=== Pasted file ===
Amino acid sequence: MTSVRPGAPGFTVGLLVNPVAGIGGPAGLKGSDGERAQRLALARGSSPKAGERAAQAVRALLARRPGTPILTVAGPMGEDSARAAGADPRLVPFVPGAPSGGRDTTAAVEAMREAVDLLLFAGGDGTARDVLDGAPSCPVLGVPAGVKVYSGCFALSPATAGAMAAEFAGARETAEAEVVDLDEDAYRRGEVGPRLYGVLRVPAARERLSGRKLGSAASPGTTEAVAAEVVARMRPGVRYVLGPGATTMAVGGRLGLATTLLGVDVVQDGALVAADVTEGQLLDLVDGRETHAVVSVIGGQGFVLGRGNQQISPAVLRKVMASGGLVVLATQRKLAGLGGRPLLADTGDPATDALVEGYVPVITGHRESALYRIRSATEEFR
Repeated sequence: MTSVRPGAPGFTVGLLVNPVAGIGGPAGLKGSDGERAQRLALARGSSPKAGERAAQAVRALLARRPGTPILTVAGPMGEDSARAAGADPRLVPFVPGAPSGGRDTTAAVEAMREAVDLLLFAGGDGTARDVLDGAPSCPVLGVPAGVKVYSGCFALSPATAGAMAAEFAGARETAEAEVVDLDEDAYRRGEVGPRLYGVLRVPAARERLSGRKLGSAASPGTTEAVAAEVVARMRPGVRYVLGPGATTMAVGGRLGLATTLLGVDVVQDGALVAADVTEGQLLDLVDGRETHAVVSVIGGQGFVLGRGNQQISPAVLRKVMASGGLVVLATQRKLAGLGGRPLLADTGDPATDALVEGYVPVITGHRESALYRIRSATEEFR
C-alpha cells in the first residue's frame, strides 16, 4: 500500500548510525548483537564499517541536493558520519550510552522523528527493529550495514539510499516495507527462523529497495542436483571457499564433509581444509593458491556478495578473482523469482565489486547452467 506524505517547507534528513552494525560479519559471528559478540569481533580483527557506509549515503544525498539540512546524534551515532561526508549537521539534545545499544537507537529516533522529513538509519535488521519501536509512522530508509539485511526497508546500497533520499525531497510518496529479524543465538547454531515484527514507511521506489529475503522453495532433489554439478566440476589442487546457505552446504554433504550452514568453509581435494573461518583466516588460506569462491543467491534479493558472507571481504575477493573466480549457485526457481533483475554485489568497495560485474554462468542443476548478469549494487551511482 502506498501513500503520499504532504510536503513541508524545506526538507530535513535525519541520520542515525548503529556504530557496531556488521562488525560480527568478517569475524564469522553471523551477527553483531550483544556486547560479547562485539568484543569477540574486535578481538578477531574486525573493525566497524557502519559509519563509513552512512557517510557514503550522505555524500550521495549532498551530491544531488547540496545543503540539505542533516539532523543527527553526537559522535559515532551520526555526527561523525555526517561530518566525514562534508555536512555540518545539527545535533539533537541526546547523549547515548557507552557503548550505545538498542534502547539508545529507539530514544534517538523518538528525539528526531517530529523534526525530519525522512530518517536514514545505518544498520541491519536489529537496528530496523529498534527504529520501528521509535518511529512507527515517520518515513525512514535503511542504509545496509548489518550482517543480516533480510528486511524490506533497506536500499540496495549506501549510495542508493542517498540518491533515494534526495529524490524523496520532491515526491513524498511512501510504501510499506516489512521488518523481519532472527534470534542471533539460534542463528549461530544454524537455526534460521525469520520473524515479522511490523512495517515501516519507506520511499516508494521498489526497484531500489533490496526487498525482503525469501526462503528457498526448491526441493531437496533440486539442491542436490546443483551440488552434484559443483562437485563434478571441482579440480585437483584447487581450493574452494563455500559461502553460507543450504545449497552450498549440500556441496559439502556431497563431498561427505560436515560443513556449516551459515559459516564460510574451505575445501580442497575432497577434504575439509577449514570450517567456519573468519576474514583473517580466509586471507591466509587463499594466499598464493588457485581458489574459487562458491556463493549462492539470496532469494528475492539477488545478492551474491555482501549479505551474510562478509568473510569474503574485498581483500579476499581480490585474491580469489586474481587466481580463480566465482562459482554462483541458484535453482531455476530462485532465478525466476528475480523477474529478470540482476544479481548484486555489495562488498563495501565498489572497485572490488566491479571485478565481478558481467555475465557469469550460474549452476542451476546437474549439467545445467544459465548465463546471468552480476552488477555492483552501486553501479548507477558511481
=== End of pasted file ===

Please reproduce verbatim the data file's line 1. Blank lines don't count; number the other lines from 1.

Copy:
Amino acid sequence: MTSVRPGAPGFTVGLLVNPVAGIGGPAGLKGSDGERAQRLALARGSSPKAGERAAQAVRALLARRPGTPILTVAGPMGEDSARAAGADPRLVPFVPGAPSGGRDTTAAVEAMREAVDLLLFAGGDGTARDVLDGAPSCPVLGVPAGVKVYSGCFALSPATAGAMAAEFAGARETAEAEVVDLDEDAYRRGEVGPRLYGVLRVPAARERLSGRKLGSAASPGTTEAVAAEVVARMRPGVRYVLGPGATTMAVGGRLGLATTLLGVDVVQDGALVAADVTEGQLLDLVDGRETHAVVSVIGGQGFVLGRGNQQISPAVLRKVMASGGLVVLATQRKLAGLGGRPLLADTGDPATDALVEGYVPVITGHRESALYRIRSATEEFR